Early Bicycle Patrol
Bicycles have been around since the late 1800s and police have been using them for about the same amount of time.
The earliest form of police bicycle patrol was probably the Boston Park Commission's traffic police. They were first used around 1892 to patrol cyclists on the paths of city parks. By 1894 there were bicycle policemen in Philadelphia, Brooklyn, Cincinnati and Chicago.
In 1895, New York Police Commissioner Theodore Roosevelt used his bicycle patrols to police both other cyclists as well as carriage drivers. When chasing down reckless riders, these officers were trained to catch up to the rider and cut in front of him forcing him to stop. If the suspect was uncooperative the officer would sometimes crash into them to get them to stop.
As mentioned the officers would sometimes need to stop runaway carriages as well, quickly riding alongside the spooked horse and grabbing the reigns bringing the animal under control. Often it was not a horse but a reckless driver. In this situation the officer would ride alongside the carriage and jump from his bicycle onto the carriage where he would have to take the reigns away from the offender and arrest him.
Bicycle Patrol Second Wave
Eventually the use of bicycles in police patrol began to fade as the popularity of the automobile began to rise. This changed in 1987 in Seattle, WA.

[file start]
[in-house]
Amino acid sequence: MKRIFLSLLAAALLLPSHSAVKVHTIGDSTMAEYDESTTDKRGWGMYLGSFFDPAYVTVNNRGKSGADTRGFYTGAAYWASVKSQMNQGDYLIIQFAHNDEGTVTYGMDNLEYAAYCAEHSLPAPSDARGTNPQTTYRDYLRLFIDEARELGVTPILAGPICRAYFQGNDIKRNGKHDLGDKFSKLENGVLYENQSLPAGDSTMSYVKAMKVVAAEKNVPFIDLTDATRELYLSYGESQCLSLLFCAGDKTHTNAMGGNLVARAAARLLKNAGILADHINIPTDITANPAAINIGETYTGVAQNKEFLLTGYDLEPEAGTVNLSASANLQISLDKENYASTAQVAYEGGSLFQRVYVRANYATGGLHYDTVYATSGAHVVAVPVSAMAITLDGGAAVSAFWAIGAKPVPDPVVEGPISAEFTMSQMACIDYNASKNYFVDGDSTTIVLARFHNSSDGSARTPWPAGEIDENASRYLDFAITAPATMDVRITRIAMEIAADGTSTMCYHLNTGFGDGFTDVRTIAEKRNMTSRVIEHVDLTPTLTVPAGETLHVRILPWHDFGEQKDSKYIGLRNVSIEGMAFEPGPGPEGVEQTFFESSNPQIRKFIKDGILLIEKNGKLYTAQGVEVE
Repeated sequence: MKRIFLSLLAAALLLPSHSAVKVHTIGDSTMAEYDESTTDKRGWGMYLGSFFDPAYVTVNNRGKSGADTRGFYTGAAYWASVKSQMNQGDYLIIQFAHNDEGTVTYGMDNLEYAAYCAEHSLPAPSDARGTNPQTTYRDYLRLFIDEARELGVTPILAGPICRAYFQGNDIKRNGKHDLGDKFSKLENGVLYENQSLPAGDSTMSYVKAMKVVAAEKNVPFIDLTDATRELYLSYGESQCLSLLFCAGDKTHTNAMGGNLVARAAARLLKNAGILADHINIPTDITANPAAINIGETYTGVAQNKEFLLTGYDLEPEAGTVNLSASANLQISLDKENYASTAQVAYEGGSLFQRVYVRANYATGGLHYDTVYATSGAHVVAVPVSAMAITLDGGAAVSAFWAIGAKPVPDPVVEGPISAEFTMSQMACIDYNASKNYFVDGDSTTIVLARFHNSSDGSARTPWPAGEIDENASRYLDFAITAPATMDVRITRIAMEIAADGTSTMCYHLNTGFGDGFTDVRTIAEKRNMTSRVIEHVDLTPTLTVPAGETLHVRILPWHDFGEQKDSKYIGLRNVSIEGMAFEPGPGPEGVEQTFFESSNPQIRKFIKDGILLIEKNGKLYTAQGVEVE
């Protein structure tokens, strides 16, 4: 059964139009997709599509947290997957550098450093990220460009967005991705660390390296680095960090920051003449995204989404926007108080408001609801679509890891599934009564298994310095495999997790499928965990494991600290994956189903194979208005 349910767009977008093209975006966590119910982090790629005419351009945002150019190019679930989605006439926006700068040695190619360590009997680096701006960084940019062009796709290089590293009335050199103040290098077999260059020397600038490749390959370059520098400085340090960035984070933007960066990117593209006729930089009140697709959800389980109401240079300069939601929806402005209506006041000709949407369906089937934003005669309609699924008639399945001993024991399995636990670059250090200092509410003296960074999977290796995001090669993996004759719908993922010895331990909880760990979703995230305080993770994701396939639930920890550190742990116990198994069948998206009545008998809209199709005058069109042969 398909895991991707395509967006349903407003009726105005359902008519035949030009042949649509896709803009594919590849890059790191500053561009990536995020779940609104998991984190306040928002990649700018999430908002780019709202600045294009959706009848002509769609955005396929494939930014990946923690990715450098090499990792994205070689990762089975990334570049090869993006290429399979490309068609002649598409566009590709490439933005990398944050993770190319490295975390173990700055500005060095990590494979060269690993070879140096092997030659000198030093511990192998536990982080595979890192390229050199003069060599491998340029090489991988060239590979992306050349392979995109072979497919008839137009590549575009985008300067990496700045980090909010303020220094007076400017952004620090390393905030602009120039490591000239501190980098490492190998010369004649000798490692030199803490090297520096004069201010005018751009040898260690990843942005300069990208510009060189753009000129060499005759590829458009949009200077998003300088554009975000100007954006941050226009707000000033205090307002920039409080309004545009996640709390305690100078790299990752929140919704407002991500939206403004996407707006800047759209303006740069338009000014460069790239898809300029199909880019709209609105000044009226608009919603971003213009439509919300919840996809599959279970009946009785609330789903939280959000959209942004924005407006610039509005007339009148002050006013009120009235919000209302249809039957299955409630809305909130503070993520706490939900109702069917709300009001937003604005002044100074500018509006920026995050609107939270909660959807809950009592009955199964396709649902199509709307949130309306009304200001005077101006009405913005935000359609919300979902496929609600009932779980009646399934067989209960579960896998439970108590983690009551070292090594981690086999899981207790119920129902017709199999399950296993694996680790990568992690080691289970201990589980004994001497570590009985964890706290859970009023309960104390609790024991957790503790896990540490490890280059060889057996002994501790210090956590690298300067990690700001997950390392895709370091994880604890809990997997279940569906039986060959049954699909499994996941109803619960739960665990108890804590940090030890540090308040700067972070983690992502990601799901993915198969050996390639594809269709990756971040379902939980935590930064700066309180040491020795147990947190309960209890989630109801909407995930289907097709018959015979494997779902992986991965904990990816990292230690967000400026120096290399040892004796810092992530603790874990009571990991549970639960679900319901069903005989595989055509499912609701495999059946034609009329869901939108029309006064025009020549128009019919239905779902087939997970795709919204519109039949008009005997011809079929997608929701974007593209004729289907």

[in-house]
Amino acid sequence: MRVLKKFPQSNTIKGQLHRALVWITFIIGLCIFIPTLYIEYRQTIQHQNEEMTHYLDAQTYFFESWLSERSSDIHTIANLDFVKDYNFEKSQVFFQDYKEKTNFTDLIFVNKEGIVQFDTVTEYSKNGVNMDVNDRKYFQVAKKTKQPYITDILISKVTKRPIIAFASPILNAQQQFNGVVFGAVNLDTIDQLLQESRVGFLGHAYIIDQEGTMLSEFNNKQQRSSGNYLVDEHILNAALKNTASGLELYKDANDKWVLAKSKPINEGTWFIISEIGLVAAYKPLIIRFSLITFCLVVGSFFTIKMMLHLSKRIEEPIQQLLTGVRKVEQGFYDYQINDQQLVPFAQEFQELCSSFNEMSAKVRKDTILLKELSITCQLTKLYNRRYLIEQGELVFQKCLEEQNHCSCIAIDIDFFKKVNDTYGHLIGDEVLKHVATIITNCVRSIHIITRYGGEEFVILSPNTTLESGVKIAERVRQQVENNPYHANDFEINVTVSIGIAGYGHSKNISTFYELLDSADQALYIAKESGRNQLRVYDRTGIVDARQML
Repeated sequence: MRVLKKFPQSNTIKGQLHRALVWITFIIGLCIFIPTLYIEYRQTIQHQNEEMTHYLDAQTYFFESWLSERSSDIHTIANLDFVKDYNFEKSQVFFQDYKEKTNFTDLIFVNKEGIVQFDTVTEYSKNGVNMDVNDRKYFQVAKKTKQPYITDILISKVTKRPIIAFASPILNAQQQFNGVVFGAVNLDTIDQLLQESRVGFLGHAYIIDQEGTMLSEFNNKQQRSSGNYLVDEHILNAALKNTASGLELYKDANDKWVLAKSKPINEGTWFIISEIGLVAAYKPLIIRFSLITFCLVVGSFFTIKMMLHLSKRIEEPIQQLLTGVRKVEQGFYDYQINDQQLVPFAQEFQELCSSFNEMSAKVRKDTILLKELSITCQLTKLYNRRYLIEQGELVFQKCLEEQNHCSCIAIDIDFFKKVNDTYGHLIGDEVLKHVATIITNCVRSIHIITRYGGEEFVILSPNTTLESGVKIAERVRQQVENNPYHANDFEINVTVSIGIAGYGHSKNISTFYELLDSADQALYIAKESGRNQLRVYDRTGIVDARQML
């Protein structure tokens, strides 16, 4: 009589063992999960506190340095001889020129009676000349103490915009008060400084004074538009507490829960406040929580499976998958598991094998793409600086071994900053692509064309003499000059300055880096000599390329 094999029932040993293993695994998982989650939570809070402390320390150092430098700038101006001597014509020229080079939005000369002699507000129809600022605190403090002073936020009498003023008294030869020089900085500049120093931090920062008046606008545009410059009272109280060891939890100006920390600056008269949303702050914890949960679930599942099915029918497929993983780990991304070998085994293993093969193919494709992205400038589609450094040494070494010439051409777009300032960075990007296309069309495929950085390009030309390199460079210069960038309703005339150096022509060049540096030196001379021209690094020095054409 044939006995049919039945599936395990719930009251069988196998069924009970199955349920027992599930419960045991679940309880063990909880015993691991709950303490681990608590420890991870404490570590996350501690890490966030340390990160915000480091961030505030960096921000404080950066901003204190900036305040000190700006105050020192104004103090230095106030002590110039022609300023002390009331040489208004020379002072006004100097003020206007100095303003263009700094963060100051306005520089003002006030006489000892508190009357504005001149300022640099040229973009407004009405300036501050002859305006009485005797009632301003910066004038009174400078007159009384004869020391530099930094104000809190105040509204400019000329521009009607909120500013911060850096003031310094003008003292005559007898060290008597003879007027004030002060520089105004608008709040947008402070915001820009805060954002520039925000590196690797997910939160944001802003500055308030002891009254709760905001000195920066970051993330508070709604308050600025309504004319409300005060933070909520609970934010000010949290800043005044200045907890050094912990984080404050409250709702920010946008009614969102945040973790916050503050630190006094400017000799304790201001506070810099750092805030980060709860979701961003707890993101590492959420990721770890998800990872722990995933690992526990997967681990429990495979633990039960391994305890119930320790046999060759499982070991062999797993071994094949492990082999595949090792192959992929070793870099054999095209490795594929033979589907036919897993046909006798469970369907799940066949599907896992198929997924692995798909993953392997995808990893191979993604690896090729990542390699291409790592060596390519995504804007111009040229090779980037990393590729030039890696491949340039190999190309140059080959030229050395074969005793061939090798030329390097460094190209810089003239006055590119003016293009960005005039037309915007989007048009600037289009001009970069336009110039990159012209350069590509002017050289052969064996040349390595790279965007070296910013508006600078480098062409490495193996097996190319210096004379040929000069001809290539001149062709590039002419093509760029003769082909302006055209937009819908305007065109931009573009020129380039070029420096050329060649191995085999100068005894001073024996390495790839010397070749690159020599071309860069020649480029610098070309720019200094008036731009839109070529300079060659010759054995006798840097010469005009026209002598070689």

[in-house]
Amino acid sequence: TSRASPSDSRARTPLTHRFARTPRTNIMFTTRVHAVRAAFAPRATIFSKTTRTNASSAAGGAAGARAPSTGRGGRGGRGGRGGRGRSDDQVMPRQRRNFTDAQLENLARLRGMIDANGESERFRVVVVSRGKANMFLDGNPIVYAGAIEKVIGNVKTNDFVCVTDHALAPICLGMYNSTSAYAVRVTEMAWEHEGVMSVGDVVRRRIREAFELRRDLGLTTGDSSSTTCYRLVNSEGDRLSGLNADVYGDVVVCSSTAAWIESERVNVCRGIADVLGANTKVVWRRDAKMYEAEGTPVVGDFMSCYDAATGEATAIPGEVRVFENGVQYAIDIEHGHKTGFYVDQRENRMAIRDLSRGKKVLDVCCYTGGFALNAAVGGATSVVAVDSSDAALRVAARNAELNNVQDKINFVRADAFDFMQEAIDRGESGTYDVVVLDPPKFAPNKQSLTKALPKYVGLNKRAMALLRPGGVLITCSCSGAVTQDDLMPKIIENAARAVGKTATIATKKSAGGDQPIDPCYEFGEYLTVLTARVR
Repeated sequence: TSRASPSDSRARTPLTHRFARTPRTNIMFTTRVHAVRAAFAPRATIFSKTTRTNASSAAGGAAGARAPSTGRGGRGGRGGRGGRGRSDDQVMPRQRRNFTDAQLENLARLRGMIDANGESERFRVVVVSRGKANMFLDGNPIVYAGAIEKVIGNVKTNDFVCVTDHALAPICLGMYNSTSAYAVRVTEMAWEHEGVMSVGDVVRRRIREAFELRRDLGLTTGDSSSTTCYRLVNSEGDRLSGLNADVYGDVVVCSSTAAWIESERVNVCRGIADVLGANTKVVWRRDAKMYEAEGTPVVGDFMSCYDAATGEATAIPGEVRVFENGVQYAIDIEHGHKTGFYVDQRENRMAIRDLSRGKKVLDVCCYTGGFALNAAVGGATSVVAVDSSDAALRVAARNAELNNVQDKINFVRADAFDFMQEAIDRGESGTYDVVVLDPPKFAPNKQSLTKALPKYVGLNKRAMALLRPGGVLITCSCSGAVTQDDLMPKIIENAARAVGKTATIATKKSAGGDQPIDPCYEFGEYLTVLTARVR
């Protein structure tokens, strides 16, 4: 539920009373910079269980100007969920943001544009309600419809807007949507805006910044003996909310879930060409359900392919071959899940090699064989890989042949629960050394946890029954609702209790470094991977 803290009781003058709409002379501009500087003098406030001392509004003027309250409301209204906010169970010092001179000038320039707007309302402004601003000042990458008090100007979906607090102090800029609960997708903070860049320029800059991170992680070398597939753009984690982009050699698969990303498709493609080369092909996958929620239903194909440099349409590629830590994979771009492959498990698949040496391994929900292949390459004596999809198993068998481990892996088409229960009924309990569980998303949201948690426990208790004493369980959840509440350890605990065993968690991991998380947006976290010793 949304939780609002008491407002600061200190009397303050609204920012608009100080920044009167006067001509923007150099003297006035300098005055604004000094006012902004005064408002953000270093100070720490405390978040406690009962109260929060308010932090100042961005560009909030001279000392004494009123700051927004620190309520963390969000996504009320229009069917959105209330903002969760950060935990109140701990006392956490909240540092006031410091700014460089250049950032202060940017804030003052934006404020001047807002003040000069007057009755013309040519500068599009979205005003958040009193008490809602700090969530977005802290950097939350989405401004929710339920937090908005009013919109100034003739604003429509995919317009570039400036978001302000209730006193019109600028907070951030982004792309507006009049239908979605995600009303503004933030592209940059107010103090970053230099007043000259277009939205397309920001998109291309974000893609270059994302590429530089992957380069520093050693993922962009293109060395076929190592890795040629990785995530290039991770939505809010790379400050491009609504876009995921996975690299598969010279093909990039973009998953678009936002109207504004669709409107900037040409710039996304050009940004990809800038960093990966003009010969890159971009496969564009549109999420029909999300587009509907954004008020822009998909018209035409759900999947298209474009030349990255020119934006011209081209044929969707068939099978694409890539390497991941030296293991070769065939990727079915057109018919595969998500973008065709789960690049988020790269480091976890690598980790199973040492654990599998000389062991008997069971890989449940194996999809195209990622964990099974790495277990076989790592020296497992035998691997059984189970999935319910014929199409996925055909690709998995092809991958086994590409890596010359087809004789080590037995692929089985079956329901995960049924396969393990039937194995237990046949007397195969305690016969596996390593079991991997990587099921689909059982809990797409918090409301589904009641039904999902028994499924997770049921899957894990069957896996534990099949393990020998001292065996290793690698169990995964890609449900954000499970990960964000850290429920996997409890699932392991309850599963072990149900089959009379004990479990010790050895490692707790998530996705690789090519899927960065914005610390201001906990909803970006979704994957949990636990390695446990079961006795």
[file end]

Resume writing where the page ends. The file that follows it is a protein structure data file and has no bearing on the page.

The Seattle Police Department was faced with a booming crime rate that was due in part to major construction that was going on in the downtown area. With so much construction going on traffic was affected and seriously hampered officers in patrol cars. There were officers on foot but could hardly keep up with the increasing crime rate.
The department looked to its officers to offer suggestions on how to better patrol the downtown area. Officers Paul Grady and Mike Miller, both avid mountain bikers, proposed a mountain bike patrol, and even convinced the Raleigh Cycle Company of America to donate 4 brand new mountain bikes to the department.
On July 10, 1987 Officers Grady and Miller rode onto the streets of downtown Seattle as the 1st ever police mountain bike patrol. Within 30 minutes they had made 3 felony drug arrests and in their 1st month made over 500 misdemeanor arrests - 5 times the average of foot patrol officers.